World watch

August 31, 2001

The University of Uyo in Nigeria is to protest to Britain at the refusal of visas for five students and a lecturer to attend a seminar on higher education finance in London. Vice-chancellor Akpan Hogan Ekpo said the British high commission feared that the students might not return to Nigeria.

Washington, DC
A United States federal court of appeal has ruled unconstitutional the University of Georgia's admissions process because it gave an advantage to non-white students.

Ahead of this week's United Nations conference on racism in Durban, Brazilian education minister Paulo Renato Souza has announced free pre-university admission courses reserved for black students to help raise the low percentage at the country's universities. Mr Souza is negotiating $10 million (£6.9 million) from the Inter-American Development Bank to finance the courses.

South African student leaders called on students to join this week's national two-day strike against privatisation organised by the trade union organisation Cosatu. They said privatisation meant families could not afford the escalating costs of higher education.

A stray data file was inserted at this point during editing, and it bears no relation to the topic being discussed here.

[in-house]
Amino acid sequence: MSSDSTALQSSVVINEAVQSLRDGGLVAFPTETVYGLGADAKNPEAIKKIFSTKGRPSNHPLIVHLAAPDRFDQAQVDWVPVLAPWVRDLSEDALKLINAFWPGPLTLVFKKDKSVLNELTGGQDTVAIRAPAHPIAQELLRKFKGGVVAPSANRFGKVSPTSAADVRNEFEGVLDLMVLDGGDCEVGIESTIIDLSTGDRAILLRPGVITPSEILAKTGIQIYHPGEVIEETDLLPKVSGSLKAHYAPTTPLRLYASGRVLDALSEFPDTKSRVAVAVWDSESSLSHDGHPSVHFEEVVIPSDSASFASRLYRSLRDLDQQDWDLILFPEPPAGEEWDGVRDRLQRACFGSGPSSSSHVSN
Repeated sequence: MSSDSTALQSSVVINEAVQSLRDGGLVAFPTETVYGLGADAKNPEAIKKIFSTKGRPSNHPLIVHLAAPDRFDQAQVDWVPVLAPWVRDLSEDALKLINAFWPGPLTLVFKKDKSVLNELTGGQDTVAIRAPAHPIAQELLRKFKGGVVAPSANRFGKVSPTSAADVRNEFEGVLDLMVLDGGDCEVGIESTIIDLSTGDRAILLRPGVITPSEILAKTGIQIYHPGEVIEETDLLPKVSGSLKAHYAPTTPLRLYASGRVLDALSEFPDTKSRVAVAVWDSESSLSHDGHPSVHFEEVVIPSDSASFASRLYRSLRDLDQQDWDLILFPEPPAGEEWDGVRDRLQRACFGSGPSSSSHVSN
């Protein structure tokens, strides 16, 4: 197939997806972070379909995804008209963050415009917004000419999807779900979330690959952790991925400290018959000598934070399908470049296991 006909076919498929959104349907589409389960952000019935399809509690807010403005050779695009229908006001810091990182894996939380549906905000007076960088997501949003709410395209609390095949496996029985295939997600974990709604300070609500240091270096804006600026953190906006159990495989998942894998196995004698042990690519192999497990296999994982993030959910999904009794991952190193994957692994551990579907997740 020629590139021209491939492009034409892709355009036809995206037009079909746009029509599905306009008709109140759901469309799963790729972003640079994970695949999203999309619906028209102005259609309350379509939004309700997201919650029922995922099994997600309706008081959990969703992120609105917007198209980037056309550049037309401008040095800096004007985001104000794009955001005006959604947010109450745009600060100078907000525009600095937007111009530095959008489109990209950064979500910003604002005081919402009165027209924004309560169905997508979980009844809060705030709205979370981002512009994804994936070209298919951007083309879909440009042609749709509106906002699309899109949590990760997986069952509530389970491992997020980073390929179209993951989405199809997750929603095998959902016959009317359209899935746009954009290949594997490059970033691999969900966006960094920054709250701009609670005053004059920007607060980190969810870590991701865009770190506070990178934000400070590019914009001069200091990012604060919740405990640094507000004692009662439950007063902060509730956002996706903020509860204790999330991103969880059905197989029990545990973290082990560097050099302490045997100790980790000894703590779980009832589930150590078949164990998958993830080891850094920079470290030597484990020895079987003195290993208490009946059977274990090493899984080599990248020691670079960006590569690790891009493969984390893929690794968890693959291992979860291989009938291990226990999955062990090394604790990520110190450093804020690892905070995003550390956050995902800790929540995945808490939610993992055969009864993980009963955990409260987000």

Riot police used tear gas and batons this week to disperse Sudanese university students demonstrating at a doubling of bus fares.

Two Concordia University student leaders have been expelled after allegedly spray-painting anti-Israeli slogans on the Canadian university's property.

Mexico City
Mexican president Vicente Fox has confirmed that the Universidad Nacional Autónoma de Mexico has been infiltrated by subversives responsible for recent bomb attacks.

Washington, DC
Per Pindstrup-Andersen, head of the non-profit thinktank International Food Policy Research Institute, has won the World Food Prize Foundation's main award of $250,000 (£172,000), ahead of publication of the institute's report on food production prospects until 2020.  

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